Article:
Dr. Ashok Dhamija is a New Delhi based Supreme Court Advocate and author of law books. Read more about him by clicking here. List of his Forum Replies. List of his other articles. List of his Quora Answers.

  • Section 134 of the Evidence Act provides that no particular number of witnesses shall in any case be required for the proof of any fact. This means that even one witness may be sufficient to prove a particular fact. Of course, the credibility of the witness (i.e., whether he is an independent witness or an interested witness) may also be relevant for this purpose.

    In view of the above, even if one witness becomes hostile and does not support your case, you still have two other witnesses to support the case in addition to your own evidence. This should generally be sufficient to prove the case. Of course, your own witness becoming hostile will adversely affect the case since it casts doubt on the case. But, if other witnesses are supporting your case and if they are consistent in their evidence, it may generally speaking be sufficient to prove your case.

         


    Dr. Ashok Dhamija is a New Delhi based Supreme Court Advocate and author of law books. Read more about him by clicking here. List of his Forum Replies. List of his other articles. List of his Quora Answers.

  • In Delhi (and probably also in some other states / cities), the police authorities have issued guidelines / notifications making it compulsory for the landlords to get full identification details along with photograph, from the tenants, and seek police verification of the tenants, before renting out premises to them. This is mainly due to the security reasons. So, there should be nothing unusual about this if your landlord is asking for KYC details from you.

    Even otherwise, usually it is desirable for the landlords to verify the identity details of the tenants whom they don’t know. In fact, the registration of the tenancy agreements in the office of the sub-registrar (which is compulsory if the lease period is more than one year) requires the PAN / Aadhaar numbers of both the tenant and the landlord and also their photographs, fingerprints, etc.

    Further, one can understand that you don’t have PAN card as you’re a student, but not having Aadhaar card may be surprising given that already more than 99% of the adult citizens have registered for Aadhaar by now and you are a college student who should not have been in the last 1% of the adult population (when even almost all illiterate people have also got registered for Aadhaar). Aadhaar is being made compulsory for most of the schemes and facilities in India. It is, therefore, advisable that you should register yourself for Aadhaar at the earliest.

    For the present, if you do not have Aadhaar and PAN card for taking the room on rent, you may provide copy of the college identity card with photo and it may perhaps be accepted.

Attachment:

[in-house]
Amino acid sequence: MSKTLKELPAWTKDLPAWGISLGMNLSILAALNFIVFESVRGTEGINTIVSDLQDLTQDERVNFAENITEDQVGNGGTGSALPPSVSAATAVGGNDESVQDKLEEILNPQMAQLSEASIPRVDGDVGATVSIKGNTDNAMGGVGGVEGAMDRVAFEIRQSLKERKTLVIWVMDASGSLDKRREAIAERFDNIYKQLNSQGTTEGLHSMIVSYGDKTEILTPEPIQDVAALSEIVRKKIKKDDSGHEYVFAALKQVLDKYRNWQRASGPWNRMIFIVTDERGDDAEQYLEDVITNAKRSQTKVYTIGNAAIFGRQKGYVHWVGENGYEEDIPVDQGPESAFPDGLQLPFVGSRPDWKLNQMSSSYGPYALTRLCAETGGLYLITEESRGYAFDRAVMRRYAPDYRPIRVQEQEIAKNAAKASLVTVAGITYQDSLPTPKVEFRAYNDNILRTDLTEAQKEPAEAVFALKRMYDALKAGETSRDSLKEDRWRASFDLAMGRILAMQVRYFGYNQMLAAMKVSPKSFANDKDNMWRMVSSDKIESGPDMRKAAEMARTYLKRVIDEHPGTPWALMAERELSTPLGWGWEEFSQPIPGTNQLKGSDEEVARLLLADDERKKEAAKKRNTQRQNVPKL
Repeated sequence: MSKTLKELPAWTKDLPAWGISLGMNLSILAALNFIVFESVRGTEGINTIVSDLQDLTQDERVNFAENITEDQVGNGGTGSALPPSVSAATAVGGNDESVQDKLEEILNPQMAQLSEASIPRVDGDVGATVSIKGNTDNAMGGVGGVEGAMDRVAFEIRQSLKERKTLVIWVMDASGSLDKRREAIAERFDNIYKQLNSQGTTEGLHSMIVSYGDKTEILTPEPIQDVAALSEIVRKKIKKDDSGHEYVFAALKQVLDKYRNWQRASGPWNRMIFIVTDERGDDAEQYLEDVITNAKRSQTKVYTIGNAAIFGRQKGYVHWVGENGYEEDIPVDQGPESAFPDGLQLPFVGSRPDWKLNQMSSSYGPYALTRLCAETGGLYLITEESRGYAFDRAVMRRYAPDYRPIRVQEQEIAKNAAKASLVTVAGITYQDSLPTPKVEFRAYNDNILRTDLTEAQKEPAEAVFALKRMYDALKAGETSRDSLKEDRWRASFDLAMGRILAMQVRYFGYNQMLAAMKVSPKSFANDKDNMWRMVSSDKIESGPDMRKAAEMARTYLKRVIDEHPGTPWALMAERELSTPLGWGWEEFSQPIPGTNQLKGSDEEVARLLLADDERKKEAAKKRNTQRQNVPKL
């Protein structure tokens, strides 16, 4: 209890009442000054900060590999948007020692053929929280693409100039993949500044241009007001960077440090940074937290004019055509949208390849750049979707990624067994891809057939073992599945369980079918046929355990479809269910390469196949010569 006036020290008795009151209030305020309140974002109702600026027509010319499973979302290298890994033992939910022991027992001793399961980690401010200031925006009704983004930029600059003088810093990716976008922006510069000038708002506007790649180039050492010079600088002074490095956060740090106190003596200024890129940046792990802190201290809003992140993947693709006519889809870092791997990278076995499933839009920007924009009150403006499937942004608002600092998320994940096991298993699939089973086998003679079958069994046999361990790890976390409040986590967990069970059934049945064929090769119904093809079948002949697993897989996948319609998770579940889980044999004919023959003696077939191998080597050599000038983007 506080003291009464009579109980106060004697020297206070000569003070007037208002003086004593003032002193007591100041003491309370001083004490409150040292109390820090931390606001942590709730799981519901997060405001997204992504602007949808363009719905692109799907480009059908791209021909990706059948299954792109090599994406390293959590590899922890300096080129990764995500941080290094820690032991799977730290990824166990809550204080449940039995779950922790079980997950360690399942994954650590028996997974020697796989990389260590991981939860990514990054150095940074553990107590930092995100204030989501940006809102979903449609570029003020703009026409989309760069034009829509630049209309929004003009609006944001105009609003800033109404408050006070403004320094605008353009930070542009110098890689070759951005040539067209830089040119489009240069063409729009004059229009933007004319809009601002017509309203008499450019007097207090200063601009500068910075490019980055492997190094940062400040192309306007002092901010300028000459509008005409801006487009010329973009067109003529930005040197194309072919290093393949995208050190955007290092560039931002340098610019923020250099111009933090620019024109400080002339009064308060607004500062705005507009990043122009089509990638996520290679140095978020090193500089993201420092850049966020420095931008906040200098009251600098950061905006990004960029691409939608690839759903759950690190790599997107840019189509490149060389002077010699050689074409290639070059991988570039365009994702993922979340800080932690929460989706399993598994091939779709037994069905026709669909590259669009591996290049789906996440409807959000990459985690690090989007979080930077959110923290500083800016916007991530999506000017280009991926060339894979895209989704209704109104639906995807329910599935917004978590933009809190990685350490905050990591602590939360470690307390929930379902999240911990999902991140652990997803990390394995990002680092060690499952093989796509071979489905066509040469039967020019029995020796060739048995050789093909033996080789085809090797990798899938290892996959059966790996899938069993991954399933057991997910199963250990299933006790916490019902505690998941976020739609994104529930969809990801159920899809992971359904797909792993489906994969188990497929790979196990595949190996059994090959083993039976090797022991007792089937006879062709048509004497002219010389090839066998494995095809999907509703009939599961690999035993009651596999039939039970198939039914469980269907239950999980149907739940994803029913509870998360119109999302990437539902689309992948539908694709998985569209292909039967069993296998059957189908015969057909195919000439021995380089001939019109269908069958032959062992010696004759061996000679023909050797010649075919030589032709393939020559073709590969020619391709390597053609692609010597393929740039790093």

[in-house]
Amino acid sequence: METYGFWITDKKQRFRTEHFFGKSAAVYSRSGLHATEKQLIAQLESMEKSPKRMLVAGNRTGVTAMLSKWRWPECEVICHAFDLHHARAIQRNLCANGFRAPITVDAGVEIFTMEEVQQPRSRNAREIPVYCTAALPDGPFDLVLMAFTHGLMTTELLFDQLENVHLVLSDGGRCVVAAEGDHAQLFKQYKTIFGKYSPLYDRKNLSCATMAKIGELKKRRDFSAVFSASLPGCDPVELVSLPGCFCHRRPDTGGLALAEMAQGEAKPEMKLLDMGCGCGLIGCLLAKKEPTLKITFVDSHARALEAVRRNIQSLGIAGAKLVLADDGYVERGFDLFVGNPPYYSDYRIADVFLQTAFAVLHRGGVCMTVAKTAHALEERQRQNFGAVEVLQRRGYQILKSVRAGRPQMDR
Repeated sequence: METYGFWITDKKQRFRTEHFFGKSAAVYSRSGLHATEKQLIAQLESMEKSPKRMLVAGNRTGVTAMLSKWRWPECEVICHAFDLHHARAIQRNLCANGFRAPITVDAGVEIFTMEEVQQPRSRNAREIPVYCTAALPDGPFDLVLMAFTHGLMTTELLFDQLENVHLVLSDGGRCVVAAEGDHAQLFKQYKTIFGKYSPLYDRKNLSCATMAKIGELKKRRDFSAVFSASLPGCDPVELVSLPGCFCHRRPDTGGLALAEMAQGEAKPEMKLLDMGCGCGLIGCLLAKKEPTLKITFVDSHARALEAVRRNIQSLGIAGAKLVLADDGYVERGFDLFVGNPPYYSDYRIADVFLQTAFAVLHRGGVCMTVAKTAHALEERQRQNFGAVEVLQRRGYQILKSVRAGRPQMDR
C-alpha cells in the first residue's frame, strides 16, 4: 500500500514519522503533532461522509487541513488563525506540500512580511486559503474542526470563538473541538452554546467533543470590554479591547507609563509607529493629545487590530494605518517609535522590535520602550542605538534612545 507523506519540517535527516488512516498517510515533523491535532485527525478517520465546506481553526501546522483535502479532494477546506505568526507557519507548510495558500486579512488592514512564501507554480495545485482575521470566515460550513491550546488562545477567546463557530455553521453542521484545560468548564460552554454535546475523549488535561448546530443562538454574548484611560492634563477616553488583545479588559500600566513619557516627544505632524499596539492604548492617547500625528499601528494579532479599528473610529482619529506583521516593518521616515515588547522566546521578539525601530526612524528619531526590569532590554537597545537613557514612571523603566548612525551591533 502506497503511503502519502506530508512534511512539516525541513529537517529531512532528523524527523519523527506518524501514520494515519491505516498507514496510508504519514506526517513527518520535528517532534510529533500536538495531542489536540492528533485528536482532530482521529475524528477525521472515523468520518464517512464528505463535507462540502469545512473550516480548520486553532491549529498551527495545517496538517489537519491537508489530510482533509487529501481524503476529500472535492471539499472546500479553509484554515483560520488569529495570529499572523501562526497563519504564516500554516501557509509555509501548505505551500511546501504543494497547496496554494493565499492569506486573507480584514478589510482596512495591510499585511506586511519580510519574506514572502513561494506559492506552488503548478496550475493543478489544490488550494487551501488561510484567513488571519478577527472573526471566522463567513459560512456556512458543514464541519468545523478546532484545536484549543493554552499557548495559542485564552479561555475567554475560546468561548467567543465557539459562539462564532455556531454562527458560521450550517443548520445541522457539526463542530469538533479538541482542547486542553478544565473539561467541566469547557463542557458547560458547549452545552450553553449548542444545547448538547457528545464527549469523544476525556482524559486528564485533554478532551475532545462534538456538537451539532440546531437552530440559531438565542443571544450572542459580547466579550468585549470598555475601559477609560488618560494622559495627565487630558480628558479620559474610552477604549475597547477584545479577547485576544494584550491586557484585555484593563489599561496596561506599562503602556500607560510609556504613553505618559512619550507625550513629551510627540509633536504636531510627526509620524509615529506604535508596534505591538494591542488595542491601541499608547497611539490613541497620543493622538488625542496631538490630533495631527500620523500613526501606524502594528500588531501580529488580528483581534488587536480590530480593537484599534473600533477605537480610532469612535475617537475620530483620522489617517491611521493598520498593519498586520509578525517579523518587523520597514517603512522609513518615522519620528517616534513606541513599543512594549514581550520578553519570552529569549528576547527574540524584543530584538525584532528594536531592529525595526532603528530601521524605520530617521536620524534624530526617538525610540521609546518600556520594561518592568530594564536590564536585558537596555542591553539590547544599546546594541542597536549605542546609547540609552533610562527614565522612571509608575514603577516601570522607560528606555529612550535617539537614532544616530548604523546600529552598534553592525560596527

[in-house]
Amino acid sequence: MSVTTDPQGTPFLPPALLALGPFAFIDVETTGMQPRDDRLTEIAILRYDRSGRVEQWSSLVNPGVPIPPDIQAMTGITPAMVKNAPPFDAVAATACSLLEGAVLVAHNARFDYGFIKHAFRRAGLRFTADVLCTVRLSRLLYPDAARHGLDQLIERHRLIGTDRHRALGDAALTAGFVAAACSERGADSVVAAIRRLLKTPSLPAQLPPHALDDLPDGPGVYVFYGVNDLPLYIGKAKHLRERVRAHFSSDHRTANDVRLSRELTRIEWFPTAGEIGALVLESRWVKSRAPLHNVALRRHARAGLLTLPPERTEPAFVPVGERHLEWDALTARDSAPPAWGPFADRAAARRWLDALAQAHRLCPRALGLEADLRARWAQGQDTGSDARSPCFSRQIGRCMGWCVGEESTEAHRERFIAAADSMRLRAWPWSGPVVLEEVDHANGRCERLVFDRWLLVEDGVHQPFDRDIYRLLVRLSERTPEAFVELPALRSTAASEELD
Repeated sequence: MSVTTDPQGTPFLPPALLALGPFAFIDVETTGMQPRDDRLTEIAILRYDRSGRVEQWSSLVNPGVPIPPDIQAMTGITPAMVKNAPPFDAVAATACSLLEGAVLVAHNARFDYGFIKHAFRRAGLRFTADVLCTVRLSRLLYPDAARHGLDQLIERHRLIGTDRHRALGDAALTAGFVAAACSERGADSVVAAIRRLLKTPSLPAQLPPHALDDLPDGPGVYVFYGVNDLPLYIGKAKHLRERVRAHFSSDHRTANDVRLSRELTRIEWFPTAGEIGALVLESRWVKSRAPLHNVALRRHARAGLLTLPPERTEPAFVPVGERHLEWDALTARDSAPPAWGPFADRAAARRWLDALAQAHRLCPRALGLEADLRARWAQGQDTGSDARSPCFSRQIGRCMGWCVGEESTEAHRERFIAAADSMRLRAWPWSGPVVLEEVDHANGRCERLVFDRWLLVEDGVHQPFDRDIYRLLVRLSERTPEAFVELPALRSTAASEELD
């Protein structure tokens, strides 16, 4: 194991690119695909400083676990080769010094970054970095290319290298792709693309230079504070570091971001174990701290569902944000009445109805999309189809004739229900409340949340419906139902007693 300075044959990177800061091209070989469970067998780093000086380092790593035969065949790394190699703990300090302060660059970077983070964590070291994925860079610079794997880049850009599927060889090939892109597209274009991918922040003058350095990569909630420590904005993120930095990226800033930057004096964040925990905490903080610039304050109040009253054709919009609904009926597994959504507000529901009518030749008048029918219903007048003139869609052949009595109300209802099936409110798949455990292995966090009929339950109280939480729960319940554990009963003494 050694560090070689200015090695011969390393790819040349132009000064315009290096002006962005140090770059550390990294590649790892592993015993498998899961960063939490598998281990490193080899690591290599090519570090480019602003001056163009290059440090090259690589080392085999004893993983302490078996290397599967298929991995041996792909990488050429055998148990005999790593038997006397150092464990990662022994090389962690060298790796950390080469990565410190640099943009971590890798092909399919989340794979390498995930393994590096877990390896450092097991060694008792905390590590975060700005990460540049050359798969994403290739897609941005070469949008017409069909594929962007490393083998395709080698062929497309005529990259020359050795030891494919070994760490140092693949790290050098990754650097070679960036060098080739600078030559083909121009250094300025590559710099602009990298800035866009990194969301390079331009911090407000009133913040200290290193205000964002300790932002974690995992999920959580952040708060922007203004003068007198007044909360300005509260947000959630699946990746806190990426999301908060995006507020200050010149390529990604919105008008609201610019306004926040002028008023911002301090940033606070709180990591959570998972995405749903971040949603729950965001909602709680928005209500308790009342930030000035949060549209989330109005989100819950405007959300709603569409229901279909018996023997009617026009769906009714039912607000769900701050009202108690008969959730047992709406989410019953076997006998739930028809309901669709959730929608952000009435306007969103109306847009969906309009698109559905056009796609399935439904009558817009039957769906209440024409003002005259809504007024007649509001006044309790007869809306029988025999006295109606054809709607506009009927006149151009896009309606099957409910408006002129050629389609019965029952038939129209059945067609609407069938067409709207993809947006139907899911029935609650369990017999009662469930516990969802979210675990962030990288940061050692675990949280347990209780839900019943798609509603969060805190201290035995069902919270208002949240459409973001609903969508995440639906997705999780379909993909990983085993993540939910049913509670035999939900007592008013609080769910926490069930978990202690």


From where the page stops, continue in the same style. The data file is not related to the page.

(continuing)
Dr. Ashok Dhamija is a New Delhi based Supreme Court Advocate and author of law books. Read more about him by clicking here. List of his Forum Replies. List of his other articles. List of his Quora Answers.

  • Usually it would not happen, i.e., not relieving a government servant who has been transferred to another post. Sometimes, due to some administrative exigencies (and sometimes also due to some other reasons, including personal ones), a transferred government servant may not be relieved early to join the new place of posting. The way you have mentioned that your head of the office has not relieved you on transfer even after 6 months, there may be a possibility that he might have talked to the transferring authority and may have taken his permission (written or oral) to not relieve you early, or may even have requested for the cancellation of the transfer order citing some reasons, including the administrative exigencies. It may be advisable to make a written representation to the head of office as well as to the transferring authority and you may also inform them about the hardships being faced by you due to the uncertainty. You may also seek a personal appointment with the transferring authority to personally apprise him of your difficulties. If you are seriously aggrieved, you may even consider approaching the appropriate court or tribunal (such as Central Administrative Tribunal, if you are a central government servant); however, please note that courts and tribunals will generally not interfere in the transfer matters.

         


    Dr. Ashok Dhamija is a New Delhi based Supreme Court Advocate and author of law books. Read more about him by clicking here. List of his Forum Replies. List of his other articles. List of his Quora Answers.